Apr 14, 2020

Solar ultraviolet-induced DNA damage response: Melanocytes story in transformation to environmental melanomagenesis

Environmental and Molecular Mutagenesis
Soumyadeep Sarkar, Shobhan Gaddameedhi

Abstract

Exposure to sunlight is both beneficial, as it heats the planet to a comfortable temperature, and potentially harmful, since sunlight contains ultraviolet radiation (UVR), which is deemed detrimental for living organisms. Earth's ozone layer plays a vital role in blocking most of the extremely dangerous UVC; however, low frequency/energy UVR (i.e., UVB and UVA) seeps through in minute amount and reaches the Earth's surface. Both UVB and UVA are physiologically responsible for a plethora of skin ailments, including skin cancers. The UVR is readily absorbed by the genomic DNA of skin cells, causing DNA bond distortion and UV-induced DNA damage. As a defense mechanism, the DNA damage response (DDR) signaling in skin cells activates nucleotide excision repair (NER), which is responsible for the removal of UVR-induced DNA photolesions and helps maintain the genomic integrity of the cells. Failure of proper NER function leads to mutagenesis and development of skin cancers. One of the deadliest form of skin cancers is melanoma which originates upon the genetic transformation of melanocytes, melanin producing skin cells. NER is a well-studied DNA repair system in the whole skin, as a tissue, but not much is known about it in melanocyte...Continue Reading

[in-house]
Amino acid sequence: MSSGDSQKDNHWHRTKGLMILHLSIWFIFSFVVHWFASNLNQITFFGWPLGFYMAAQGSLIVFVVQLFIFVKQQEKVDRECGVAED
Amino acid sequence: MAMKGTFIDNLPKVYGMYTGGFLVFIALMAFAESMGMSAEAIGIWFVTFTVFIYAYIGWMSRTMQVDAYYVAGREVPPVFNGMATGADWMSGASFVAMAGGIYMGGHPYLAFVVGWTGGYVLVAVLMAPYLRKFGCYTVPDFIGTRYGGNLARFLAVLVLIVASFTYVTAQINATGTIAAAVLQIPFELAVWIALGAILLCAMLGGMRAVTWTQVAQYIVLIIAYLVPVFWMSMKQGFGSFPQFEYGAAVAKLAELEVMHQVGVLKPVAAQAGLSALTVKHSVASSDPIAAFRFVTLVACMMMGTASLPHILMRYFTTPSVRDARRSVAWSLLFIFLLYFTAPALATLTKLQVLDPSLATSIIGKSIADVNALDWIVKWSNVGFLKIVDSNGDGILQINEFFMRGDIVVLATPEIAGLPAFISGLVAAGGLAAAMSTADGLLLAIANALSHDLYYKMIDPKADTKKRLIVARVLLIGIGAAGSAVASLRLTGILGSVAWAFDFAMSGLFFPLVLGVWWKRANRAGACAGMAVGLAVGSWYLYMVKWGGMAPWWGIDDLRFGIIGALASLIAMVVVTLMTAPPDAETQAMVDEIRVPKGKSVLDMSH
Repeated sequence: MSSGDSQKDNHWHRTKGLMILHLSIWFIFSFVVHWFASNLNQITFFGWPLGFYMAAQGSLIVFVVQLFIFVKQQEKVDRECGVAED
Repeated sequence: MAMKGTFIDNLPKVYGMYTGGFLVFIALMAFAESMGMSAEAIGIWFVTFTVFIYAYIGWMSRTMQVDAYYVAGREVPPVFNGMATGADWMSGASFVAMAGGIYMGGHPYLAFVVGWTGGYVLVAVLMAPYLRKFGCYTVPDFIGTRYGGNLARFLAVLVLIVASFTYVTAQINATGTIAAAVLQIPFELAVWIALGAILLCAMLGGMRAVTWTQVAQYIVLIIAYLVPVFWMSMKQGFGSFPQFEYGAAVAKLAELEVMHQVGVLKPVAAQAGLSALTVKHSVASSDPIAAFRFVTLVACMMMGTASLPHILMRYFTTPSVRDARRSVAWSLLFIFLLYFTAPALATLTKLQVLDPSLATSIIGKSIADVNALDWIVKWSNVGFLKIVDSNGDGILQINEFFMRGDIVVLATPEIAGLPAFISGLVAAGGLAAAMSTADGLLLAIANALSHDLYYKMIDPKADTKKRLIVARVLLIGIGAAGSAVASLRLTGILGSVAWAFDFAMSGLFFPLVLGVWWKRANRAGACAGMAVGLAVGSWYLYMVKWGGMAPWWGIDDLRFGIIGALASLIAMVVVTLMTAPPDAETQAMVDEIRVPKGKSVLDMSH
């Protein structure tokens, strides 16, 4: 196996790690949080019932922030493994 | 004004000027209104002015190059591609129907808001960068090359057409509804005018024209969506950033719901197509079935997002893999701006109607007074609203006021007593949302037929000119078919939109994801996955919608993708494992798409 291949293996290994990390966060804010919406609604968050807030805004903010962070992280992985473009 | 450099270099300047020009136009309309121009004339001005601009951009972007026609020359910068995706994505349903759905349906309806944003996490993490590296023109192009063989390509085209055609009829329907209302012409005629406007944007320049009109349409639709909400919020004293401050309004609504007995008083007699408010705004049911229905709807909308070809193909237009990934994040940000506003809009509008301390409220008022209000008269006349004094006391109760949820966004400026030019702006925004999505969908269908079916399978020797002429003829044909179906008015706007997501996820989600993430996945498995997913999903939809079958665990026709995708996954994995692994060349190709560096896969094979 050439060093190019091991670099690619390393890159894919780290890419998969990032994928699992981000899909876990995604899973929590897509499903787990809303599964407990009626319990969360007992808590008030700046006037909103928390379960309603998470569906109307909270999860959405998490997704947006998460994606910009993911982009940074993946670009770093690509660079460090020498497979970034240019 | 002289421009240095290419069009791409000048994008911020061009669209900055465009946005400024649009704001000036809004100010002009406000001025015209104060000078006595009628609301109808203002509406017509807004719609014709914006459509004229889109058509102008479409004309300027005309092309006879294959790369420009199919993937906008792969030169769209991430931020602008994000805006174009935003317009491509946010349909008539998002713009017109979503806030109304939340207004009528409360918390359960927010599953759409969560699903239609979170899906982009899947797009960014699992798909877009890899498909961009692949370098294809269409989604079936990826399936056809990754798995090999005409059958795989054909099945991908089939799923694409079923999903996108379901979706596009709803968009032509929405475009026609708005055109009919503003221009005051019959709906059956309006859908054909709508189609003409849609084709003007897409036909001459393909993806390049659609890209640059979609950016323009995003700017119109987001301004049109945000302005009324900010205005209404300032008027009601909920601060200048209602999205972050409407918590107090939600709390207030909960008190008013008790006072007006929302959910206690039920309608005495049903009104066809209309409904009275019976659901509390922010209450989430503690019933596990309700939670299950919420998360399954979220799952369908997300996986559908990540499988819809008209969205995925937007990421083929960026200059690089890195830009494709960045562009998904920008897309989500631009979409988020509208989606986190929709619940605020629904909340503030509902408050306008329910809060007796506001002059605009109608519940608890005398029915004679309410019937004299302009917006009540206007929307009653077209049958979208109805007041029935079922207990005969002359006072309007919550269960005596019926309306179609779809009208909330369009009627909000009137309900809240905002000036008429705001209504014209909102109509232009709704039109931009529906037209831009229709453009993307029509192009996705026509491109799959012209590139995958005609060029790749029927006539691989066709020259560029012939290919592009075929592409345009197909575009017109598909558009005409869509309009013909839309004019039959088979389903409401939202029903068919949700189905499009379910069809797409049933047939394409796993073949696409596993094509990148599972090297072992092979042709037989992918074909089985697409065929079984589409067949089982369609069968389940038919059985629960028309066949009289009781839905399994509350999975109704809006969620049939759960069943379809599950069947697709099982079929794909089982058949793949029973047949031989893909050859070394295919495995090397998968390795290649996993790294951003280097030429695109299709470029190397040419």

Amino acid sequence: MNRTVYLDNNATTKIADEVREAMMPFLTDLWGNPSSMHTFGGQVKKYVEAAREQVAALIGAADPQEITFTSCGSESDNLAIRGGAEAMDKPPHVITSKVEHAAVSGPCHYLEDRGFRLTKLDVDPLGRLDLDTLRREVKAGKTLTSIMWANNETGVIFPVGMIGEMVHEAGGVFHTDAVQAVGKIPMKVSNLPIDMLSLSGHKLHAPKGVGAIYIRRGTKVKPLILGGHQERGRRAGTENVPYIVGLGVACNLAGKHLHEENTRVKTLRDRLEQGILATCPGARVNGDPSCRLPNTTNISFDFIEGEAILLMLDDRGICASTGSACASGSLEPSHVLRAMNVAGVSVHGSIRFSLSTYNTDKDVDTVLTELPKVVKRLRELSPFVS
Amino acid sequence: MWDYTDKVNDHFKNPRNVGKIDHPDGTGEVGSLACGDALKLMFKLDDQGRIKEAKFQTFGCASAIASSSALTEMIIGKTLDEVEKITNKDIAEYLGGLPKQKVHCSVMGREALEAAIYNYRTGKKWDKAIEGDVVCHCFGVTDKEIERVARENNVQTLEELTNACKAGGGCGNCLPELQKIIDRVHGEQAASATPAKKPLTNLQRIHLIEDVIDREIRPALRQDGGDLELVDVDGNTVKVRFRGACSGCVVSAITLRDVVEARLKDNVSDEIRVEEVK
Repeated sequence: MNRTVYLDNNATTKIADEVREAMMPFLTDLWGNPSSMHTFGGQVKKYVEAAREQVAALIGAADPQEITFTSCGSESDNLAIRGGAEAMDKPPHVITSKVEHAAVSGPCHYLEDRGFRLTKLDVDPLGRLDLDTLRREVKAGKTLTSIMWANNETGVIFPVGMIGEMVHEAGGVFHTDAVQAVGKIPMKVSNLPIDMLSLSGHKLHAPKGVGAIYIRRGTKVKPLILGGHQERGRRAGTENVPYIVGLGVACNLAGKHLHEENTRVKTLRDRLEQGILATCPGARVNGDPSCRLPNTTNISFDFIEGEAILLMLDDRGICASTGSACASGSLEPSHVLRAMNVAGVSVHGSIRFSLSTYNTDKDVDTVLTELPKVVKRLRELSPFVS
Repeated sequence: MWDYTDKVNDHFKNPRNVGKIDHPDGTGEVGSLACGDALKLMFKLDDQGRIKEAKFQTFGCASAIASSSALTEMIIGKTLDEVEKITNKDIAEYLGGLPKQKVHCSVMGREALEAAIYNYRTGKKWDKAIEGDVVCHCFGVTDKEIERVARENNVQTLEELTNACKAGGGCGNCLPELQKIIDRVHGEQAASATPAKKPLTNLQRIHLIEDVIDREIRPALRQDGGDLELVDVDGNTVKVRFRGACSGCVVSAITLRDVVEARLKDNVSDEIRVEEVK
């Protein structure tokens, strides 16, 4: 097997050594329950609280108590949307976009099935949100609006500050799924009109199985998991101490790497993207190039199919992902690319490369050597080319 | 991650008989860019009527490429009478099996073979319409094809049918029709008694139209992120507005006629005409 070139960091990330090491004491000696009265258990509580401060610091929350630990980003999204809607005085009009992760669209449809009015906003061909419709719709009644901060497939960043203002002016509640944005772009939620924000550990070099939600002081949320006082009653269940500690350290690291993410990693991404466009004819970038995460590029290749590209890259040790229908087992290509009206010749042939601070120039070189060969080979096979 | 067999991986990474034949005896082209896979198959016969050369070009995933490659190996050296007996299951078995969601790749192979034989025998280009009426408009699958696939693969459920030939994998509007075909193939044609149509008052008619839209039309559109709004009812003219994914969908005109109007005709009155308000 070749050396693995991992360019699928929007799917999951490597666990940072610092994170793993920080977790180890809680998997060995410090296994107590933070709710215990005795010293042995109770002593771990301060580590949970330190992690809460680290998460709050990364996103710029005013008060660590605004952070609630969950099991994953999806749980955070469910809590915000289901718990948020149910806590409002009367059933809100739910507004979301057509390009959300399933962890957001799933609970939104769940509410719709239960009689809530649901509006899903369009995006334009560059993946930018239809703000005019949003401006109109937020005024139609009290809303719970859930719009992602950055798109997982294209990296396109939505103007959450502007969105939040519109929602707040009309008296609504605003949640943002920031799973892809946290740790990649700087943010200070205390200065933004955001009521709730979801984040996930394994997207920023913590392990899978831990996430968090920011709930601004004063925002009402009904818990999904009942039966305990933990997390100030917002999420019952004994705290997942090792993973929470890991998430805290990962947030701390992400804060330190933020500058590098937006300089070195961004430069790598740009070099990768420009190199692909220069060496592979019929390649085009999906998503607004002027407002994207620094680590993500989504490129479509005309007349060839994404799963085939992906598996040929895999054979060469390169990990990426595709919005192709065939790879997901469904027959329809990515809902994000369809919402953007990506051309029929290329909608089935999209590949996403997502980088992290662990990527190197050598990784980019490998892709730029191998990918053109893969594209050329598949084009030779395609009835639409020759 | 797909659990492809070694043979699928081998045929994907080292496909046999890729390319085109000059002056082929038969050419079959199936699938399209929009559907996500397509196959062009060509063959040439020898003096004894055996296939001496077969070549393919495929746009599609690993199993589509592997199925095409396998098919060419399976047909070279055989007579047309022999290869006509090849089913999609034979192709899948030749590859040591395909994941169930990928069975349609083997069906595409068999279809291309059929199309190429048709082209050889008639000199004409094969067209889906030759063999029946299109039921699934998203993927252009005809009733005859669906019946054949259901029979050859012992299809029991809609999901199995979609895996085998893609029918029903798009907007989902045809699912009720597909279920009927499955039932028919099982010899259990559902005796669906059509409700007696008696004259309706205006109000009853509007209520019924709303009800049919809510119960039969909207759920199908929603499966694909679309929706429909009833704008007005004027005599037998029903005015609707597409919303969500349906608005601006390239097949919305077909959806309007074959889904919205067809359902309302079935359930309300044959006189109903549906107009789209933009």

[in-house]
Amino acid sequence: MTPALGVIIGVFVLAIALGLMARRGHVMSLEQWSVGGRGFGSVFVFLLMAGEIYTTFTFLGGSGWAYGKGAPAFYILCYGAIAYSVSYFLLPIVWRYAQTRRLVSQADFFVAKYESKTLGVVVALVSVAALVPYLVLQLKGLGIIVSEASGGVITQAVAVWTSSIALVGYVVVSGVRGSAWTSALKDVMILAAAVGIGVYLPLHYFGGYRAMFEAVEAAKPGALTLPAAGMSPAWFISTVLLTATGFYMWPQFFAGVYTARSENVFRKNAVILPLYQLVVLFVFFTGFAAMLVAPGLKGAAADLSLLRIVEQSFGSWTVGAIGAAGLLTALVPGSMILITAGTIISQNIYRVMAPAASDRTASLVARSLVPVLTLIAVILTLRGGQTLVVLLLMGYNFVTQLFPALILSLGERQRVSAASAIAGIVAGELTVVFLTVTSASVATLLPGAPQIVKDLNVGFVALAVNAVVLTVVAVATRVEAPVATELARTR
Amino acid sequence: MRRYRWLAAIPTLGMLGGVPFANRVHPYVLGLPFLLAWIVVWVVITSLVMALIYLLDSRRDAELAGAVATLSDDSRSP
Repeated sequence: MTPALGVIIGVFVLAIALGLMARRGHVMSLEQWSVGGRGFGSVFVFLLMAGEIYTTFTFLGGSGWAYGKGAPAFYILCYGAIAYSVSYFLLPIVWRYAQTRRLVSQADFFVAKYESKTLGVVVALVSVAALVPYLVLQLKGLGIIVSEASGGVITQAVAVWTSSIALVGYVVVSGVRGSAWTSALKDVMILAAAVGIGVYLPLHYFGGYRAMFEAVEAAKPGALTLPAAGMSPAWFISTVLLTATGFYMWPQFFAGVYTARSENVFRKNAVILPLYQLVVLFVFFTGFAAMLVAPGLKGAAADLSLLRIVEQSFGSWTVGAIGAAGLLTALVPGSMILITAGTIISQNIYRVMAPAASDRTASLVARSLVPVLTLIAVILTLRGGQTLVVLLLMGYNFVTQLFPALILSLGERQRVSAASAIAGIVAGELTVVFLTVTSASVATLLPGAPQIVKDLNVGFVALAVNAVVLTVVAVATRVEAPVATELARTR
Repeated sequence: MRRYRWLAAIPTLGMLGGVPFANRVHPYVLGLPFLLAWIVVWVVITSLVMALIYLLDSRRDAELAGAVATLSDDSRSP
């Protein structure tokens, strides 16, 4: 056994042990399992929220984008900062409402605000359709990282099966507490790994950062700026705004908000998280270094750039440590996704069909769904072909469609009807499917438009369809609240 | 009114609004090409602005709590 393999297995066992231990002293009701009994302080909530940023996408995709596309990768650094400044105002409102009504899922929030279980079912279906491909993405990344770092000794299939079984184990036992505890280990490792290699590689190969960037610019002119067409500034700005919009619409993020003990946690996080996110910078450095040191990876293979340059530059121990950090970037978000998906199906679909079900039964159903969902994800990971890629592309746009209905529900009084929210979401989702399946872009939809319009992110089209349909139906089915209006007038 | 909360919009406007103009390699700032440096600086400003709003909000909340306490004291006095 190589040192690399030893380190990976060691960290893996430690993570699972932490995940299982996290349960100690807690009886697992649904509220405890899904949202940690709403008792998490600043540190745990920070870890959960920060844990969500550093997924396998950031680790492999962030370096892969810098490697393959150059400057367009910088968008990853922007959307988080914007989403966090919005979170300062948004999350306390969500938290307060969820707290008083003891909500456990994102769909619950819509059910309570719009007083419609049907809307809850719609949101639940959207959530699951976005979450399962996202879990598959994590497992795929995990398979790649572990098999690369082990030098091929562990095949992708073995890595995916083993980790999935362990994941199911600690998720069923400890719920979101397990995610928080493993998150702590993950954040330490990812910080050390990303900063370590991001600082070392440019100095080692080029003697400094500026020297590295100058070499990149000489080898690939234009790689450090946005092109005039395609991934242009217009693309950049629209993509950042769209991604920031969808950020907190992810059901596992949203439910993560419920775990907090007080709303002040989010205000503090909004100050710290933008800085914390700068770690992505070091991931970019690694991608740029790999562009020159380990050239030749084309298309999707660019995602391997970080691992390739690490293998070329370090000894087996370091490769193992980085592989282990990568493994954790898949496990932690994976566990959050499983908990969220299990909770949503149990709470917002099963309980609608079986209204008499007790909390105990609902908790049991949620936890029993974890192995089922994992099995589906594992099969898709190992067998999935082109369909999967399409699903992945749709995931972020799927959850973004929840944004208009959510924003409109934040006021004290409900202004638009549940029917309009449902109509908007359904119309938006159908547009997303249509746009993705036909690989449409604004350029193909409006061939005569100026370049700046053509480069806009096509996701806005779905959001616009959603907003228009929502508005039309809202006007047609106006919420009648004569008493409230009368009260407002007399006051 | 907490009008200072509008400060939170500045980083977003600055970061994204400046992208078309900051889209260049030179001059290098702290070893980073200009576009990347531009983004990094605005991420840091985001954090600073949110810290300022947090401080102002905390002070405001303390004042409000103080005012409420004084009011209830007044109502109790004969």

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Mentioned in this Paper

Mutagenesis Process
Skin Cell
Nucleotide Excision Repair
Genomic DNA
DNA Repair
Transformation, Genetic
Melanocyte
Melanoma
DNA Damage
DNA

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